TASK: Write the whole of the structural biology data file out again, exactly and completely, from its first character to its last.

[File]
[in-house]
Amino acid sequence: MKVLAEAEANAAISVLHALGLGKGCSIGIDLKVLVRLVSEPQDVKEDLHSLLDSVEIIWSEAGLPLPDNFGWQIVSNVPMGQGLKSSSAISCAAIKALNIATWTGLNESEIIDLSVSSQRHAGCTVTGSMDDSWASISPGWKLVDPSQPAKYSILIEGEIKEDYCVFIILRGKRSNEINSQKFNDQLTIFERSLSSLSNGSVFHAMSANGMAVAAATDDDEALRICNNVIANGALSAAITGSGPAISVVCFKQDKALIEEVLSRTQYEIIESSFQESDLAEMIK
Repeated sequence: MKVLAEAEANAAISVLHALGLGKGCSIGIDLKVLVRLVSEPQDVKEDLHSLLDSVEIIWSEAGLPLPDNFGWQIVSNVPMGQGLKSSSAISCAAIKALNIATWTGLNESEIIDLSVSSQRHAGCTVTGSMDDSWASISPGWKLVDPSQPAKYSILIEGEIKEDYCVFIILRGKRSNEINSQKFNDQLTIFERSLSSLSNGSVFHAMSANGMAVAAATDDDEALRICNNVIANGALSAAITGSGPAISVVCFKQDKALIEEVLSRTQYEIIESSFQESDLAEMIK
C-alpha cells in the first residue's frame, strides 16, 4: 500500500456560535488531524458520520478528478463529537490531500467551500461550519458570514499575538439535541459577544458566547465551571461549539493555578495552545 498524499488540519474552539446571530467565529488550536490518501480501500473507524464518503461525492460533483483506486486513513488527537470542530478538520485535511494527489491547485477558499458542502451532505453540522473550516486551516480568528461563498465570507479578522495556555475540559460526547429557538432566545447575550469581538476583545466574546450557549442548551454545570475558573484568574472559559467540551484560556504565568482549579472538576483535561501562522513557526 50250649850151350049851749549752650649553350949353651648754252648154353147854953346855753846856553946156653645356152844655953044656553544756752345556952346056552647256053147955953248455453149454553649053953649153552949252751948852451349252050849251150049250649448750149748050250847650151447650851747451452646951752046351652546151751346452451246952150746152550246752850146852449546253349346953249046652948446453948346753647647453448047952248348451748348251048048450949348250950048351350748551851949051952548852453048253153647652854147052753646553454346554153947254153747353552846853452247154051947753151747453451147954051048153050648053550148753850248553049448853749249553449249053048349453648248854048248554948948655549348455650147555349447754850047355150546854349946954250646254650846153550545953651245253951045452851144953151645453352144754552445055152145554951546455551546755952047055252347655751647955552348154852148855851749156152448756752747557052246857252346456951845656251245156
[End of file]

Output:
[in-house]
Amino acid sequence: MKVLAEAEANAAISVLHALGLGKGCSIGIDLKVLVRLVSEPQDVKEDLHSLLDSVEIIWSEAGLPLPDNFGWQIVSNVPMGQGLKSSSAISCAAIKALNIATWTGLNESEIIDLSVSSQRHAGCTVTGSMDDSWASISPGWKLVDPSQPAKYSILIEGEIKEDYCVFIILRGKRSNEINSQKFNDQLTIFERSLSSLSNGSVFHAMSANGMAVAAATDDDEALRICNNVIANGALSAAITGSGPAISVVCFKQDKALIEEVLSRTQYEIIESSFQESDLAEMIK
Repeated sequence: MKVLAEAEANAAISVLHALGLGKGCSIGIDLKVLVRLVSEPQDVKEDLHSLLDSVEIIWSEAGLPLPDNFGWQIVSNVPMGQGLKSSSAISCAAIKALNIATWTGLNESEIIDLSVSSQRHAGCTVTGSMDDSWASISPGWKLVDPSQPAKYSILIEGEIKEDYCVFIILRGKRSNEINSQKFNDQLTIFERSLSSLSNGSVFHAMSANGMAVAAATDDDEALRICNNVIANGALSAAITGSGPAISVVCFKQDKALIEEVLSRTQYEIIESSFQESDLAEMIK
C-alpha cells in the first residue's frame, strides 16, 4: 500500500456560535488531524458520520478528478463529537490531500467551500461550519458570514499575538439535541459577544458566547465551571461549539493555578495552545 498524499488540519474552539446571530467565529488550536490518501480501500473507524464518503461525492460533483483506486486513513488527537470542530478538520485535511494527489491547485477558499458542502451532505453540522473550516486551516480568528461563498465570507479578522495556555475540559460526547429557538432566545447575550469581538476583545466574546450557549442548551454545570475558573484568574472559559467540551484560556504565568482549579472538576483535561501562522513557526 50250649850151350049851749549752650649553350949353651648754252648154353147854953346855753846856553946156653645356152844655953044656553544756752345556952346056552647256053147955953248455453149454553649053953649153552949252751948852451349252050849251150049250649448750149748050250847650151447650851747451452646951752046351652546151751346452451246952150746152550246752850146852449546253349346953249046652948446453948346753647647453448047952248348451748348251048048450949348250950048351350748551851949051952548852453048253153647652854147052753646553454346554153947254153747353552846853452247154051947753151747453451147954051048153050648053550148753850248553049448853749249553449249053048349453648248854048248554948948655549348455650147555349447754850047355150546854349946954250646254650846153550545953651245253951045452851144953151645453352144754552445055152145554951546455551546755952047055252347655751647955552348154852148855851749156152448756752747557052246857252346456951845656251245156